Dobber checks in every Monday to force-feed you the latest fantasy hockey trends. The founder of DobberHockey.com and a columnist for The Hockey News website, he long ago immersed himself into this rollercoaster world and is unable to escape.
Newbury will offer you absolutely nothing else, but he's not going to hurt your plus/minus and he's averaging over four penalty minutes per game thanks to those 17-minutes accrued against Calgary on the 20th. He's doing what he can stay in the league and if you're falling behind in this category he'll be of use to you for a couple of weeks. (Update: Newbury was dropped to the AHL for the time being on Saturday.)
Also, let's not forget that my favorite PIM dark horse Zac Rinaldo has been recalled by the Flyers. He has yet to earn a minute in the sin bin since being called up two games ago. But the odds of that continuing are roughly equivalent to the odds of Kyle Turris taking home the Coyotes' MVP award for 2011-12.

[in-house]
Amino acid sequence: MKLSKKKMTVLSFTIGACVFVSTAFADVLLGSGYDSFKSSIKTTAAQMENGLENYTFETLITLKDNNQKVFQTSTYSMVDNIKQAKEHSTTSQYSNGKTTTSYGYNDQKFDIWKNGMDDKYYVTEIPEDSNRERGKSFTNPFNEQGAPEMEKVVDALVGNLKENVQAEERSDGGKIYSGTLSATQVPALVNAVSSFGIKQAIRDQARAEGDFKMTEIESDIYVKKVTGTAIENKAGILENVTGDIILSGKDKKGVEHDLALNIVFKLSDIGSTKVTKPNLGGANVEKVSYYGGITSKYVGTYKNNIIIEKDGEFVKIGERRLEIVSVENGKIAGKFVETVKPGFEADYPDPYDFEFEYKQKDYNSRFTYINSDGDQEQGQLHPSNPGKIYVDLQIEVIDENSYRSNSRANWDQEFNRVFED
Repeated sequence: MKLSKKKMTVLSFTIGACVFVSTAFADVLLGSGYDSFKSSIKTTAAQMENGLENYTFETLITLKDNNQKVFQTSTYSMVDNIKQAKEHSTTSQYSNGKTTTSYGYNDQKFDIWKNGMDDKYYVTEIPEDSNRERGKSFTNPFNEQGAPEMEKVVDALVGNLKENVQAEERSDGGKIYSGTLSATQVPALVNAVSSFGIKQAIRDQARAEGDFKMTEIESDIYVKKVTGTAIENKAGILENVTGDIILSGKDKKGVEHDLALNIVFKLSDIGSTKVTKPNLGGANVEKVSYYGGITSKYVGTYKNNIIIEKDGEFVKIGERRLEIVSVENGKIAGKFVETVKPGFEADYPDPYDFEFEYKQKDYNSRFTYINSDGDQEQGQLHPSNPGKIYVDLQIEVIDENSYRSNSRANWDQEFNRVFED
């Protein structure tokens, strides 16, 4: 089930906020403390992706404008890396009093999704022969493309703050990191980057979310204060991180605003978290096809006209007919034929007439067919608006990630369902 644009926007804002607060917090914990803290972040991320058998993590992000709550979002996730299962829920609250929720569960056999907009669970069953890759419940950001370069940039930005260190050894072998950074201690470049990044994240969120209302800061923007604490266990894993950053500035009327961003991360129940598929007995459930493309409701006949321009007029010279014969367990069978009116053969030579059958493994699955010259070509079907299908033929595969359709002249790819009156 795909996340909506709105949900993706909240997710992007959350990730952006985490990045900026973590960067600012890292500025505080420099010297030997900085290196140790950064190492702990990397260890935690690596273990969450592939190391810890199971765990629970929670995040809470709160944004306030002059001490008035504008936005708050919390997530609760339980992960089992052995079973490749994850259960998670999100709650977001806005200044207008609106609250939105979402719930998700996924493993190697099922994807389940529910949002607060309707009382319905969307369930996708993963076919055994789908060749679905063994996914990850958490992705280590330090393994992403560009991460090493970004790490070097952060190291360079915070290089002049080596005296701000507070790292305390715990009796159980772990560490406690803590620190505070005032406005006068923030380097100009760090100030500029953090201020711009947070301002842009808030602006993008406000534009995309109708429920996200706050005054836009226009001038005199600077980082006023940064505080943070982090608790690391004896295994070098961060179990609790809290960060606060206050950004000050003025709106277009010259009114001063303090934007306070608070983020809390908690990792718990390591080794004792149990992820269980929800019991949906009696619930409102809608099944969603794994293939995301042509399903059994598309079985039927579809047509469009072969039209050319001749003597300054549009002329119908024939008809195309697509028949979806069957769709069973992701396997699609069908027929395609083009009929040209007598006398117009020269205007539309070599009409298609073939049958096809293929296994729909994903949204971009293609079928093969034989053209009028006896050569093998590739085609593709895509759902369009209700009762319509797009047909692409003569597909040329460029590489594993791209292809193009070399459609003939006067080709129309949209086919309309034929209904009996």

On the other hand, if your league has been listening to me over the past year and ditched the PIM in favor of Hits, then Vancouver's Aaron Volpatti makes a nice wire pickup.
Thanks to the Frozen Pool tool, here is a nice snippet of the top hitters of the past two weeks.
These fellas are wielding a hot stick...
Teemu Selanne, Anaheim Ducks (5-1-6-7, even, 6 PIM, 16 SOG) — Although the Ageless One is looking at finishing the season with his worst plus/minus in several years, the points are still there. He has more points since turning 35 years old (399) than Anze Kopitar has in his career (371), to put his greatness in perspective
Scott Hartnell, Philadelphia Flyers (4-4-5-9, plus-5, 4 PIM, 11 SOG) — Amazingly, those are the only four games in which he has seen more than 16:01 of ice time. Yes, he was in the doghouse there for awhile, but employed a tried and true method to get out of it — he started playing with Claude Giroux.
Kimmo Timonen, Philadelphia Flyers (4-0-7-7, plus-8, 2 PIM, 5 SOG) —As long as Chris Pronger is on the shelf, 36-year-old Timonen will be posting points like 26-year-old Kimmo Timonen.
Carey Price, Montreal Canadiens (3-0-0, 0 SO, 1.33 GAA, 0.950 SP) — If the Habs win 42 games this year, Price will win 42 of them.